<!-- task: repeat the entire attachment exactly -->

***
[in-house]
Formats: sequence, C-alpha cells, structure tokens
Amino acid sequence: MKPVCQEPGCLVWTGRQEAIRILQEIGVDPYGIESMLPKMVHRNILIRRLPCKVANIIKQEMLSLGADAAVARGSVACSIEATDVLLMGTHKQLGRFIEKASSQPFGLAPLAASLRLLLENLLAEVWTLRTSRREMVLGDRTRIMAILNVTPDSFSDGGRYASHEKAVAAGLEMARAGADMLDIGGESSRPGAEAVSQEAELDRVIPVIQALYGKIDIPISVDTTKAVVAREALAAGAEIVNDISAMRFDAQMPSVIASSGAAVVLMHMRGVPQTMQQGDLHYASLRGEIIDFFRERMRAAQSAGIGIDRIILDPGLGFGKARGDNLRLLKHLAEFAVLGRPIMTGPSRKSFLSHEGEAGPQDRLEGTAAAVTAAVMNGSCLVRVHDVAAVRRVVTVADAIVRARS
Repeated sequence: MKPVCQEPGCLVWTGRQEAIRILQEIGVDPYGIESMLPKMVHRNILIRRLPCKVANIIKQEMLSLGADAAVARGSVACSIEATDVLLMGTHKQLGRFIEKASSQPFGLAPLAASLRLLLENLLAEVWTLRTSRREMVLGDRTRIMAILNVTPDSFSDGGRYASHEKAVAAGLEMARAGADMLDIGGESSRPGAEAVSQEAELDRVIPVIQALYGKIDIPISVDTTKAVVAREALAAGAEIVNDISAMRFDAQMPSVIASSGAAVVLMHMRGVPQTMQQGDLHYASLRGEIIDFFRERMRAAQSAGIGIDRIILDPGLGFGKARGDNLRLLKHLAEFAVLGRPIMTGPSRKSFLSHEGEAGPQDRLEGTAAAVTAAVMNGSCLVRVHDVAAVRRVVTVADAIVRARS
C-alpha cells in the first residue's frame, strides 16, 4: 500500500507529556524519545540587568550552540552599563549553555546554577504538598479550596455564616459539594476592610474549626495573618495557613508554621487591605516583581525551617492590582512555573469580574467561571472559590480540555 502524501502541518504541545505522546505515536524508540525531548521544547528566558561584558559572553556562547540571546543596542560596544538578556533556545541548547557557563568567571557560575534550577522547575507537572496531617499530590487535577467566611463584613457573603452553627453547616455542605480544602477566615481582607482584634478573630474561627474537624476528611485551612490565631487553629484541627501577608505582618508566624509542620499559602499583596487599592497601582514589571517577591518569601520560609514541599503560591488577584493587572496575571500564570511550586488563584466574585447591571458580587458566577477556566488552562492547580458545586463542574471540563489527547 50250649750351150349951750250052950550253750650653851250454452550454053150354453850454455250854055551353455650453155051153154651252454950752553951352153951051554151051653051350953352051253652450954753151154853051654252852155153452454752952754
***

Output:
[in-house]
Formats: sequence, C-alpha cells, structure tokens
Amino acid sequence: MKPVCQEPGCLVWTGRQEAIRILQEIGVDPYGIESMLPKMVHRNILIRRLPCKVANIIKQEMLSLGADAAVARGSVACSIEATDVLLMGTHKQLGRFIEKASSQPFGLAPLAASLRLLLENLLAEVWTLRTSRREMVLGDRTRIMAILNVTPDSFSDGGRYASHEKAVAAGLEMARAGADMLDIGGESSRPGAEAVSQEAELDRVIPVIQALYGKIDIPISVDTTKAVVAREALAAGAEIVNDISAMRFDAQMPSVIASSGAAVVLMHMRGVPQTMQQGDLHYASLRGEIIDFFRERMRAAQSAGIGIDRIILDPGLGFGKARGDNLRLLKHLAEFAVLGRPIMTGPSRKSFLSHEGEAGPQDRLEGTAAAVTAAVMNGSCLVRVHDVAAVRRVVTVADAIVRARS
Repeated sequence: MKPVCQEPGCLVWTGRQEAIRILQEIGVDPYGIESMLPKMVHRNILIRRLPCKVANIIKQEMLSLGADAAVARGSVACSIEATDVLLMGTHKQLGRFIEKASSQPFGLAPLAASLRLLLENLLAEVWTLRTSRREMVLGDRTRIMAILNVTPDSFSDGGRYASHEKAVAAGLEMARAGADMLDIGGESSRPGAEAVSQEAELDRVIPVIQALYGKIDIPISVDTTKAVVAREALAAGAEIVNDISAMRFDAQMPSVIASSGAAVVLMHMRGVPQTMQQGDLHYASLRGEIIDFFRERMRAAQSAGIGIDRIILDPGLGFGKARGDNLRLLKHLAEFAVLGRPIMTGPSRKSFLSHEGEAGPQDRLEGTAAAVTAAVMNGSCLVRVHDVAAVRRVVTVADAIVRARS
C-alpha cells in the first residue's frame, strides 16, 4: 500500500507529556524519545540587568550552540552599563549553555546554577504538598479550596455564616459539594476592610474549626495573618495557613508554621487591605516583581525551617492590582512555573469580574467561571472559590480540555 502524501502541518504541545505522546505515536524508540525531548521544547528566558561584558559572553556562547540571546543596542560596544538578556533556545541548547557557563568567571557560575534550577522547575507537572496531617499530590487535577467566611463584613457573603452553627453547616455542605480544602477566615481582607482584634478573630474561627474537624476528611485551612490565631487553629484541627501577608505582618508566624509542620499559602499583596487599592497601582514589571517577591518569601520560609514541599503560591488577584493587572496575571500564570511550586488563584466574585447591571458580587458566577477556566488552562492547580458545586463542574471540563489527547 50250649750351150349951750250052950550253750650653851250454452550454053150354453850454455250854055551353455650453155051153154651252454950752553951352153951051554151051653051350953352051253652450954753151154853051654252852155153452454752952754